How Wales Lags Behind England in Health Care; Muscle Disease and MS Are Two Areas of Inequality, Says Peter Black
Byline: Peter Black
AS A politician I regularly meet with organisations representing people living with various health problems.
Many conditions have their own representatives, and lobbying bodies, each one effectively representing their respective patient group.
Two of the many groups I have recently met are the Multiple Sclerosis Society and the Muscular Dystrophy Campaign.
The Muscular Dystrophy Campaign is currently highlighting the lack of specialist neuromuscular services for vulnerable families living with muscle disease in Wales.In 1995 there were four doctors employed in Wales as specialists. By 2008 this had fallen to three.Half of the clinics held in 1995 had stopped by 2008, with Bangor, Wrexham and Llanelli losing their services, leaving clinics only in Cardiff, Swansea and Oswestry.
These issues are put into stark contrast when Wales is compared to north-east England. Many of the social problems that exist in Wales are replicated there.
But in terms of neuromuscular services, there is little similarity.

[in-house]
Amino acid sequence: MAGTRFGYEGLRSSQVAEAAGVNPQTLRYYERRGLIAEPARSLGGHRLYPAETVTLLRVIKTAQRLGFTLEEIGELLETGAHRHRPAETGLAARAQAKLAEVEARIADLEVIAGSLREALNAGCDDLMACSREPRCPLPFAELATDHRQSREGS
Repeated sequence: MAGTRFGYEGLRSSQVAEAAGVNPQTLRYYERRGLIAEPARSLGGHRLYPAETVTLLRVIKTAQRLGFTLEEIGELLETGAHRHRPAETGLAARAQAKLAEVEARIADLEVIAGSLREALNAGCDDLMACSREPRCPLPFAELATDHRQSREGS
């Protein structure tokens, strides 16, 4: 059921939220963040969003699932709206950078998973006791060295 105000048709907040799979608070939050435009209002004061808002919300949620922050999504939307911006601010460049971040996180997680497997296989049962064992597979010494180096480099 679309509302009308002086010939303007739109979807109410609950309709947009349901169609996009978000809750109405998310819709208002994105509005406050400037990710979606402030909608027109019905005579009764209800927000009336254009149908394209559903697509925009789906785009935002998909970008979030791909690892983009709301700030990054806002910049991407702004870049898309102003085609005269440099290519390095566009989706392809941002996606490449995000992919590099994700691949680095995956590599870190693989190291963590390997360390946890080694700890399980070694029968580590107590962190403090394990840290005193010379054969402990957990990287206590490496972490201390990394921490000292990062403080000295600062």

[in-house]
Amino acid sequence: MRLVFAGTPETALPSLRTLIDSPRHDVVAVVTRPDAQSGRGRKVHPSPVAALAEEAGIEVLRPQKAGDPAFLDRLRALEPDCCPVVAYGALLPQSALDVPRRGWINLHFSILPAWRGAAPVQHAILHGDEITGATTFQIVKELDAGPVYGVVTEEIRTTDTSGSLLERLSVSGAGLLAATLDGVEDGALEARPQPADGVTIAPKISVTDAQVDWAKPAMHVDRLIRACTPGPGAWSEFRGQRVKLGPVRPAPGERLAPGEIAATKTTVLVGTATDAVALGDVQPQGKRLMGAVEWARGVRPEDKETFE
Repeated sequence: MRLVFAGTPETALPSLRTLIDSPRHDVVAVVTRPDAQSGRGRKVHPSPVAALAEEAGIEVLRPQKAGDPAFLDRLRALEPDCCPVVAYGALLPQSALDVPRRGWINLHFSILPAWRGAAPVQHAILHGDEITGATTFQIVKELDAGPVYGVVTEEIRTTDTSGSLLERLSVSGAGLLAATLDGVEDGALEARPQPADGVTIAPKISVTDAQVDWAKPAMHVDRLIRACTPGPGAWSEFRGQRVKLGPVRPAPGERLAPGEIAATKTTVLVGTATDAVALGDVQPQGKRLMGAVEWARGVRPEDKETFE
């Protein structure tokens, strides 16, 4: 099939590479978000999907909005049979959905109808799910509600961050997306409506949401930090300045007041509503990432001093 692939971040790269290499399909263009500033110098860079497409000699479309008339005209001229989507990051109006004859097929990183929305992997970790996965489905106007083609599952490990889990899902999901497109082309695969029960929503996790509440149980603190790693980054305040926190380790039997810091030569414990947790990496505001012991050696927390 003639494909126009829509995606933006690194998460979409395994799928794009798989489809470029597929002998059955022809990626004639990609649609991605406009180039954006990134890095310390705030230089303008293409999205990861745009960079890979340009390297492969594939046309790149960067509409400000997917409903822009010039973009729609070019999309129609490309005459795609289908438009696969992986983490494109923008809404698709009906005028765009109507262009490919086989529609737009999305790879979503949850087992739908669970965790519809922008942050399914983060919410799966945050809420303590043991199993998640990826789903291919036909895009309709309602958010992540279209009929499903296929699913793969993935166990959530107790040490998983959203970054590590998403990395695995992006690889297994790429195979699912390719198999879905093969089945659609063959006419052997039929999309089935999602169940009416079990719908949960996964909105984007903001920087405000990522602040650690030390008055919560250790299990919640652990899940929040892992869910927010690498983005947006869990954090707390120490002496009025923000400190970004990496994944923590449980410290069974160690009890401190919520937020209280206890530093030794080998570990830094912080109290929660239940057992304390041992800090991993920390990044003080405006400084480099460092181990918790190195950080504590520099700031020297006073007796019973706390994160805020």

The north-east has three neuromuscular consultants, an associated specialist, two specialist nurses and a senior physiotherapist.
Although Wales is served by some neuromuscular specialists, there is a distinct lack of a joined-up service compared to the north-east of England.Across the whole of Wales, neuromuscular services receive about a quarter of one consultant's time and a quarter of one associated specialist's time.
Muscular dystrophy care advisers provide families with essential care, support and advice - in England, Scotland and Northern Ireland, but not in Wales.
Such key workers can actually save money in the long term by saving consultant time and reducing unnecessary hospital admissions. …